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Jurisdiction is Western Australia.

If a landlord is experiencing financial troubles, and is attempting to evict their tenants on false grounds, in order to increase his sale price or make finding a buyer easier, how can those tenants challenge these false assertions and retain their tenancy?

The landlord is asserting lack of maintenance/cleaning of the property, including leaving tracks and windows dirty, whereas the tenant asserts that they are clean.

Is this behavior illegal? Can having a dirty rental be grounds for eviction, and if so, how can a tenant determine what maintenance is needed? Can the eviction be preemptively stopped or must it be challenged in court, and if so how?

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    Hi, welcome to law.SE! Your questions will probably be closed shortly, as it is asking for specific legal advice, which is off-topic. Please edit your question to ask about general legal information applicable to your situation. For example, you could ask "On what basis could my landlord evict me?" or "How does the upkeep of a house affect the eviction process" or similar. – sleske Jul 2 '18 at 9:30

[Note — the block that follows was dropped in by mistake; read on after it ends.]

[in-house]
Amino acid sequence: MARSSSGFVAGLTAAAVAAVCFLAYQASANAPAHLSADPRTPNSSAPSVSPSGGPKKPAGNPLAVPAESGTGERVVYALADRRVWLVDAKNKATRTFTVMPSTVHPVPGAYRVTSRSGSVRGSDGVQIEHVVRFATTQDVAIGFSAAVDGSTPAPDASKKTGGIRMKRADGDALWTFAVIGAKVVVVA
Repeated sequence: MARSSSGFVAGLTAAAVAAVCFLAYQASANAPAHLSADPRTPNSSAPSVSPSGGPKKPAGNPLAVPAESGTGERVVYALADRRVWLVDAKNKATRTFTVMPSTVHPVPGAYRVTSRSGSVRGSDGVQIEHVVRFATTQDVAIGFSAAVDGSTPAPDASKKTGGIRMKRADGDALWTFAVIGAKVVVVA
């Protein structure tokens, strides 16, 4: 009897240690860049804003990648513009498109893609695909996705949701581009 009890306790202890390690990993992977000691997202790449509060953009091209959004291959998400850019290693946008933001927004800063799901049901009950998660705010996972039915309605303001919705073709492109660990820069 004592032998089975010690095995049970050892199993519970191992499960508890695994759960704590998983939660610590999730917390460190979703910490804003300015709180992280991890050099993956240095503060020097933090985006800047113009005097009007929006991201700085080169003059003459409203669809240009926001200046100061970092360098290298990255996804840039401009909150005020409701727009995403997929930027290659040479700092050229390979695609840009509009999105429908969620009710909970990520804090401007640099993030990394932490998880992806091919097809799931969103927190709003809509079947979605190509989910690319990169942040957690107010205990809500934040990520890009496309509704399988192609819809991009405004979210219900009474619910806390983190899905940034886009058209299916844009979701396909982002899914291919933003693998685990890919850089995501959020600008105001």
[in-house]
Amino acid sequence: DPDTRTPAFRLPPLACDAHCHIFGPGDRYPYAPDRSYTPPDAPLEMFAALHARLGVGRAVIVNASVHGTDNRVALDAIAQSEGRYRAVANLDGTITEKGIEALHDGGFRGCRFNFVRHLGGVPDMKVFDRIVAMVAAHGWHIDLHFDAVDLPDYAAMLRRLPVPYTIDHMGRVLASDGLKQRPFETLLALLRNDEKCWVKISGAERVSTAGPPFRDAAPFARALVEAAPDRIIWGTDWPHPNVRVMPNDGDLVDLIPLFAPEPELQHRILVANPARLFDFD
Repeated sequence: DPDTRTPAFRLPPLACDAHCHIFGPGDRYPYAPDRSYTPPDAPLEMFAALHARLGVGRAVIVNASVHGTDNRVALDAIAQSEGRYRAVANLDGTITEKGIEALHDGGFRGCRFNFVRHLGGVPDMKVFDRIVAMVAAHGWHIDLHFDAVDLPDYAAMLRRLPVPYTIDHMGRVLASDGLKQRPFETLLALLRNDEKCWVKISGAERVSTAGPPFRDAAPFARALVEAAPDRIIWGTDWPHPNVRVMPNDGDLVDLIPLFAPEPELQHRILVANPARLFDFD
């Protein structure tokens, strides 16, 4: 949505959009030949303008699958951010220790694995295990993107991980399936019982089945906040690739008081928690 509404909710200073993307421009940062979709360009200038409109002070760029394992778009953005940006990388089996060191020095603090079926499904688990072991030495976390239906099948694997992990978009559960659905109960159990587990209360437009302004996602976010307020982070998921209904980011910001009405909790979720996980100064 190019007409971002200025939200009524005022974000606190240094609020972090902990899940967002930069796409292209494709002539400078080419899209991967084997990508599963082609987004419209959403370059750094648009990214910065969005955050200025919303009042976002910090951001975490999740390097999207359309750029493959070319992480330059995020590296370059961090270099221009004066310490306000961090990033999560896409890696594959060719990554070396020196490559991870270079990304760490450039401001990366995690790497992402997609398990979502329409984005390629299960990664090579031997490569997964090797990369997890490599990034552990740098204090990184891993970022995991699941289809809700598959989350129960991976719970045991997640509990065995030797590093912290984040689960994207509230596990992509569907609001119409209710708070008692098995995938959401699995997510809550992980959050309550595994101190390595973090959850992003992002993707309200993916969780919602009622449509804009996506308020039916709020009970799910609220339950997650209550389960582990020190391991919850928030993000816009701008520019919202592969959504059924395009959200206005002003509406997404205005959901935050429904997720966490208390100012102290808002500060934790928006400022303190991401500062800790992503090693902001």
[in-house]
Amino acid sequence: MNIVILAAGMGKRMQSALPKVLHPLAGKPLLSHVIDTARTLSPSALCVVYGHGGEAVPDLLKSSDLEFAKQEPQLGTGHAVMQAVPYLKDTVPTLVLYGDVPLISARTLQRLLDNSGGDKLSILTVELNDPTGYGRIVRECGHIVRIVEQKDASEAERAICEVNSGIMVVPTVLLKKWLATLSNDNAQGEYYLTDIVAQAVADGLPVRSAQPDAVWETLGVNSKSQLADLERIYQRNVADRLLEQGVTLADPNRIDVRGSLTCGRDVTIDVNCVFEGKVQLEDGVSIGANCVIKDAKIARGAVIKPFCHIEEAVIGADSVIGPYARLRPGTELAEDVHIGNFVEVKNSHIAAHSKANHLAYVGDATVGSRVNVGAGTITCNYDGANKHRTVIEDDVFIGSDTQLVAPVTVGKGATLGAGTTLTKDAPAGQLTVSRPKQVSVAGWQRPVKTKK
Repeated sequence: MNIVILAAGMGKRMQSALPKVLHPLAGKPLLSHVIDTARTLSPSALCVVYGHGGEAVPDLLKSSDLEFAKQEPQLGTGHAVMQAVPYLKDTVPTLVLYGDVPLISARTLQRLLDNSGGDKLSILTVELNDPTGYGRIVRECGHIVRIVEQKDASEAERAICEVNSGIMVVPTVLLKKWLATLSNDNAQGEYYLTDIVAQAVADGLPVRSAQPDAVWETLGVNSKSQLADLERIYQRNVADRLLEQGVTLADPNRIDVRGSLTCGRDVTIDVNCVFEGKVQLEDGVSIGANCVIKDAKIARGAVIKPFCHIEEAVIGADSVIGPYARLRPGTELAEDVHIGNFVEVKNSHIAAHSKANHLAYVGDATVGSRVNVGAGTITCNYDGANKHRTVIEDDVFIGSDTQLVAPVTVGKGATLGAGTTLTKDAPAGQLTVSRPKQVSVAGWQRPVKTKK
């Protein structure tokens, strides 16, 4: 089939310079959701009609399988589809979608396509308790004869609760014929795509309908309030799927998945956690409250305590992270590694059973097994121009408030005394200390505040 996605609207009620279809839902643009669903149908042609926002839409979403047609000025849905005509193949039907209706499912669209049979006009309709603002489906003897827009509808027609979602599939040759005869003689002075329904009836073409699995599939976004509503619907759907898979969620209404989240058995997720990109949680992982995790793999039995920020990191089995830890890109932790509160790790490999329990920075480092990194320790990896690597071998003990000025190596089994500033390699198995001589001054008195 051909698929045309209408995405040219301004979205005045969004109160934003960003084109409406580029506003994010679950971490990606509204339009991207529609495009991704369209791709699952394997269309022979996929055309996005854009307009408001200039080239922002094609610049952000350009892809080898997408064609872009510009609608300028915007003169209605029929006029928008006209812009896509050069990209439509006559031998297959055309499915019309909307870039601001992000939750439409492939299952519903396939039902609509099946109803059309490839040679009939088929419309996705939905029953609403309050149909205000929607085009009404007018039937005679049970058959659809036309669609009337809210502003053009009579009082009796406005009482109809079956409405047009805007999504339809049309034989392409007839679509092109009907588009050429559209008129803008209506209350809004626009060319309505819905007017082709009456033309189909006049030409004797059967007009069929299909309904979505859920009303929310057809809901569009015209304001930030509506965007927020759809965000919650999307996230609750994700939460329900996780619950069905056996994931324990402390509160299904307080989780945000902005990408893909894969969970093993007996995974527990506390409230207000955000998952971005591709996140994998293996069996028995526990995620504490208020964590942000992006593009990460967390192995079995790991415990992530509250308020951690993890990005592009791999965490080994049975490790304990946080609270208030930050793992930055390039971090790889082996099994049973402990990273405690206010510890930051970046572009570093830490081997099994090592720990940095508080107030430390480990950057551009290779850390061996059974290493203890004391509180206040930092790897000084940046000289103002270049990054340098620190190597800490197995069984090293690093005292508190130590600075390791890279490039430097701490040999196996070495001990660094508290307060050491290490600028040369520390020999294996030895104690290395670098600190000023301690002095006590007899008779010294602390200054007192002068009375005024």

• Hi, Rozalija. Welcome to the StackExchange Network. I encourage you to take the tour, as we are a little different from other sites. In an attempt to keep your question open, and garner the answers you seek, I have edited your question to make it more general. You can see the edits I have made by clicking the "edited" link, above my name. If you feel that the edits that I have made have removed some of your question, please do not hesitate to edit the question further or revert it. – sharur Jul 2 '18 at 21:08

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